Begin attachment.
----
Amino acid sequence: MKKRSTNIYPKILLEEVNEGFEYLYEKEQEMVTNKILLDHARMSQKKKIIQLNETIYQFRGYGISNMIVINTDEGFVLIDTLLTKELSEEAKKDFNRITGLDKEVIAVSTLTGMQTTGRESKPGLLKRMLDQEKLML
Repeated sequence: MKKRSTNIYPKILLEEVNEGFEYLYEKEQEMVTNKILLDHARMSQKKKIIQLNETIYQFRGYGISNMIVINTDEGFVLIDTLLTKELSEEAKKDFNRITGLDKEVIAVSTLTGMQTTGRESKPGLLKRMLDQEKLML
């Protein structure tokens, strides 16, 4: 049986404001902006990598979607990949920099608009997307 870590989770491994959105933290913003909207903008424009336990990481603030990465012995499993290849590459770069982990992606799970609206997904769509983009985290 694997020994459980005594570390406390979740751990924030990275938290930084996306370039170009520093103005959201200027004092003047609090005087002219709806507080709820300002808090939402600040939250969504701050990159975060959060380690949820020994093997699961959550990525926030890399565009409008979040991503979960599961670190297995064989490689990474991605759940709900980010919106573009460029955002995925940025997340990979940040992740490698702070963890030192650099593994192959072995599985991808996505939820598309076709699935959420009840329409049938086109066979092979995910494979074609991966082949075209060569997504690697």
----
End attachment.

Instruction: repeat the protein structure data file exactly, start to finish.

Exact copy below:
Amino acid sequence: MKKRSTNIYPKILLEEVNEGFEYLYEKEQEMVTNKILLDHARMSQKKKIIQLNETIYQFRGYGISNMIVINTDEGFVLIDTLLTKELSEEAKKDFNRITGLDKEVIAVSTLTGMQTTGRESKPGLLKRMLDQEKLML
Repeated sequence: MKKRSTNIYPKILLEEVNEGFEYLYEKEQEMVTNKILLDHARMSQKKKIIQLNETIYQFRGYGISNMIVINTDEGFVLIDTLLTKELSEEAKKDFNRITGLDKEVIAVSTLTGMQTTGRESKPGLLKRMLDQEKLML
């Protein structure tokens, strides 16, 4: 049986404001902006990598979607990949920099608009997307 870590989770491994959105933290913003909207903008424009336990990481603030990465012995499993290849590459770069982990992606799970609206997904769509983009985290 694997020994459980005594570390406390979740751990924030990275938290930084996306370039170009520093103005959201200027004092003047609090005087002219709806507080709820300002808090939402600040939250969504701050990159975060959060380690949820020994093997699961959550990525926030890399565009409008979040991503979960599961670190297995064989490689990474991605759940709900980010919106573009460029955002995925940025997340990979940040992740490698702070963890030192650099593994192959072995599985991808996505939820598309076709699935959420009840329409049938086109066979092979995910494979074609991966082949075209060569997504690697």